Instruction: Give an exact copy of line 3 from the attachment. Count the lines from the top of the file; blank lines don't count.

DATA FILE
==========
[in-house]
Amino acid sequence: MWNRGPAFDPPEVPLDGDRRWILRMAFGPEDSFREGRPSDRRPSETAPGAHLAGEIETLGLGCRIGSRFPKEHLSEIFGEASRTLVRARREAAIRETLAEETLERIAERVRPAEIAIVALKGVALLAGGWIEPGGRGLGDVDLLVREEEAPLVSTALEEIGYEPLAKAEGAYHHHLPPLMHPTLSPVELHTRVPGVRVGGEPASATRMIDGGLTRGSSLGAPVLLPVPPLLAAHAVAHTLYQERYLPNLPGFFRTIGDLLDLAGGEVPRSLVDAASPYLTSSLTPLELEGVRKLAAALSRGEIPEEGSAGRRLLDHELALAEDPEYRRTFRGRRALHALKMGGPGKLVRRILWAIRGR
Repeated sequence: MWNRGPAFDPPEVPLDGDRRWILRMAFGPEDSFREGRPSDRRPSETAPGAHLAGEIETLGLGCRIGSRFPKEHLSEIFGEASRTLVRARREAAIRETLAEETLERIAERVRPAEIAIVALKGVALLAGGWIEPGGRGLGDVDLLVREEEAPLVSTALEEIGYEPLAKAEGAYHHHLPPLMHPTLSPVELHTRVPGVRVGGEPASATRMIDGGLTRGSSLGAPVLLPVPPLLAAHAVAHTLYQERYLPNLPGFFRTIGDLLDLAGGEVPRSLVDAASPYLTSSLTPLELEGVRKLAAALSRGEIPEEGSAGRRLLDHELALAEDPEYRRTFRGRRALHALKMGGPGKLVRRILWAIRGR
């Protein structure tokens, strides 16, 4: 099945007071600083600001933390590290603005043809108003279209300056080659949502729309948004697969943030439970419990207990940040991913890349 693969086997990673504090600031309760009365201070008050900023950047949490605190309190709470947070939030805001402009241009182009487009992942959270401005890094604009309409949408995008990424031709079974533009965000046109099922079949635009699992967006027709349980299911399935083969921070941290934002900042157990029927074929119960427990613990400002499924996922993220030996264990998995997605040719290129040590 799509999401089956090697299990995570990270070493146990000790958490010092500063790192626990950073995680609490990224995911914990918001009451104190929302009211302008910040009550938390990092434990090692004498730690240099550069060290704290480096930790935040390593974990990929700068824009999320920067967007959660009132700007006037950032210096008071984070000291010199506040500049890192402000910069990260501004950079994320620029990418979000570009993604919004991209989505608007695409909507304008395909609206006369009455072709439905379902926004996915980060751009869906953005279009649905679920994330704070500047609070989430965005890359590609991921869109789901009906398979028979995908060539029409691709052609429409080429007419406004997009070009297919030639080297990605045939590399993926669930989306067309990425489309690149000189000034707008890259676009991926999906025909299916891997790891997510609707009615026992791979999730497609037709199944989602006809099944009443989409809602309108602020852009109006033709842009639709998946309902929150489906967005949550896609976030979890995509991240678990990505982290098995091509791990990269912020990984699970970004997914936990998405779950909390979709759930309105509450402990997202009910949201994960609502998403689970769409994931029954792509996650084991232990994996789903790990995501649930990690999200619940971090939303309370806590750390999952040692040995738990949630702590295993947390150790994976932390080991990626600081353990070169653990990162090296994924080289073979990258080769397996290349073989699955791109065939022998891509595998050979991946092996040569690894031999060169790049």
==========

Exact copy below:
Repeated sequence: MWNRGPAFDPPEVPLDGDRRWILRMAFGPEDSFREGRPSDRRPSETAPGAHLAGEIETLGLGCRIGSRFPKEHLSEIFGEASRTLVRARREAAIRETLAEETLERIAERVRPAEIAIVALKGVALLAGGWIEPGGRGLGDVDLLVREEEAPLVSTALEEIGYEPLAKAEGAYHHHLPPLMHPTLSPVELHTRVPGVRVGGEPASATRMIDGGLTRGSSLGAPVLLPVPPLLAAHAVAHTLYQERYLPNLPGFFRTIGDLLDLAGGEVPRSLVDAASPYLTSSLTPLELEGVRKLAAALSRGEIPEEGSAGRRLLDHELALAEDPEYRRTFRGRRALHALKMGGPGKLVRRILWAIRGR